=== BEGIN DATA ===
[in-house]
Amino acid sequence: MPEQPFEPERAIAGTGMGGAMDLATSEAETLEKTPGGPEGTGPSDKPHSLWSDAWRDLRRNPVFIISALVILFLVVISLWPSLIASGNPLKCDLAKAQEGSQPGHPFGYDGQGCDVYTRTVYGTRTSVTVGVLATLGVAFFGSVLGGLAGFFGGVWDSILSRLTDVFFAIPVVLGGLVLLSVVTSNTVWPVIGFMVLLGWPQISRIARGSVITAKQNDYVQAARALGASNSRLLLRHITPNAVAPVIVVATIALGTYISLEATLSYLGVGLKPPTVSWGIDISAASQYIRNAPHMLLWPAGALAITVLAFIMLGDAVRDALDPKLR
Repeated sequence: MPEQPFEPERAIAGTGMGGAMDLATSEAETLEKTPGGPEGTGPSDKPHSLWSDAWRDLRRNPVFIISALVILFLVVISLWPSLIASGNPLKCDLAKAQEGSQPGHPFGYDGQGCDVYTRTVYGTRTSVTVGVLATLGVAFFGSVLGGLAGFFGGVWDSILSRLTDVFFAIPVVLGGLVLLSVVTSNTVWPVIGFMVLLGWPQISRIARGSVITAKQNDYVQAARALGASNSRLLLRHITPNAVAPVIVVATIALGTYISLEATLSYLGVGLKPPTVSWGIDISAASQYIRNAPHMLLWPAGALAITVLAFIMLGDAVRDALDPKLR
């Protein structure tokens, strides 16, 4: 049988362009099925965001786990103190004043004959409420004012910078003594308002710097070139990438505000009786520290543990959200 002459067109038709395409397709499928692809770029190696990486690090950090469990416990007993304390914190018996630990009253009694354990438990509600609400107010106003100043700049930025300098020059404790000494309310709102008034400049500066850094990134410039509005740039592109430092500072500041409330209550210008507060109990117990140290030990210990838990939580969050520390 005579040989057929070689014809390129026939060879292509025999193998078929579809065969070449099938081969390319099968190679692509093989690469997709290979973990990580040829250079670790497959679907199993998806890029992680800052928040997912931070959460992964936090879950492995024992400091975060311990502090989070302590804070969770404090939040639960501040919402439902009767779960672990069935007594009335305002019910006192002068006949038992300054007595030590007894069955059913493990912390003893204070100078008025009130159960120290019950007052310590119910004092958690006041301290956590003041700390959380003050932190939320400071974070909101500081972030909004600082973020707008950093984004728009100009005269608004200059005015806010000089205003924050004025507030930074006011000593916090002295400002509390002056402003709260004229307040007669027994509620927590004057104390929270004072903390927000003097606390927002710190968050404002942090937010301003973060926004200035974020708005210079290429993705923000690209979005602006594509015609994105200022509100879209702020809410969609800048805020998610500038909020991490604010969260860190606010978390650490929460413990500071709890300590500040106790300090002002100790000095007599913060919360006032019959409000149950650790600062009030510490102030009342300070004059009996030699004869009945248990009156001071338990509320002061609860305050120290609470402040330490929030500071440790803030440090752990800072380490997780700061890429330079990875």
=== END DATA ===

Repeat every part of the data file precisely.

[in-house]
Amino acid sequence: MPEQPFEPERAIAGTGMGGAMDLATSEAETLEKTPGGPEGTGPSDKPHSLWSDAWRDLRRNPVFIISALVILFLVVISLWPSLIASGNPLKCDLAKAQEGSQPGHPFGYDGQGCDVYTRTVYGTRTSVTVGVLATLGVAFFGSVLGGLAGFFGGVWDSILSRLTDVFFAIPVVLGGLVLLSVVTSNTVWPVIGFMVLLGWPQISRIARGSVITAKQNDYVQAARALGASNSRLLLRHITPNAVAPVIVVATIALGTYISLEATLSYLGVGLKPPTVSWGIDISAASQYIRNAPHMLLWPAGALAITVLAFIMLGDAVRDALDPKLR
Repeated sequence: MPEQPFEPERAIAGTGMGGAMDLATSEAETLEKTPGGPEGTGPSDKPHSLWSDAWRDLRRNPVFIISALVILFLVVISLWPSLIASGNPLKCDLAKAQEGSQPGHPFGYDGQGCDVYTRTVYGTRTSVTVGVLATLGVAFFGSVLGGLAGFFGGVWDSILSRLTDVFFAIPVVLGGLVLLSVVTSNTVWPVIGFMVLLGWPQISRIARGSVITAKQNDYVQAARALGASNSRLLLRHITPNAVAPVIVVATIALGTYISLEATLSYLGVGLKPPTVSWGIDISAASQYIRNAPHMLLWPAGALAITVLAFIMLGDAVRDALDPKLR
């Protein structure tokens, strides 16, 4: 049988362009099925965001786990103190004043004959409420004012910078003594308002710097070139990438505000009786520290543990959200 002459067109038709395409397709499928692809770029190696990486690090950090469990416990007993304390914190018996630990009253009694354990438990509600609400107010106003100043700049930025300098020059404790000494309310709102008034400049500066850094990134410039509005740039592109430092500072500041409330209550210008507060109990117990140290030990210990838990939580969050520390 005579040989057929070689014809390129026939060879292509025999193998078929579809065969070449099938081969390319099968190679692509093989690469997709290979973990990580040829250079670790497959679907199993998806890029992680800052928040997912931070959460992964936090879950492995024992400091975060311990502090989070302590804070969770404090939040639960501040919402439902009767779960672990069935007594009335305002019910006192002068006949038992300054007595030590007894069955059913493990912390003893204070100078008025009130159960120290019950007052310590119910004092958690006041301290956590003041700390959380003050932190939320400071974070909101500081972030909004600082973020707008950093984004728009100009005269608004200059005015806010000089205003924050004025507030930074006011000593916090002295400002509390002056402003709260004229307040007669027994509620927590004057104390929270004072903390927000003097606390927002710190968050404002942090937010301003973060926004200035974020708005210079290429993705923000690209979005602006594509015609994105200022509100879209702020809410969609800048805020998610500038909020991490604010969260860190606010978390650490929460413990500071709890300590500040106790300090002002100790000095007599913060919360006032019959409000149950650790600062009030510490102030009342300070004059009996030699004869009945248990009156001071338990509320002061609860305050120290609470402040330490929030500071440790803030440090752990800072380490997780700061890429330079990875």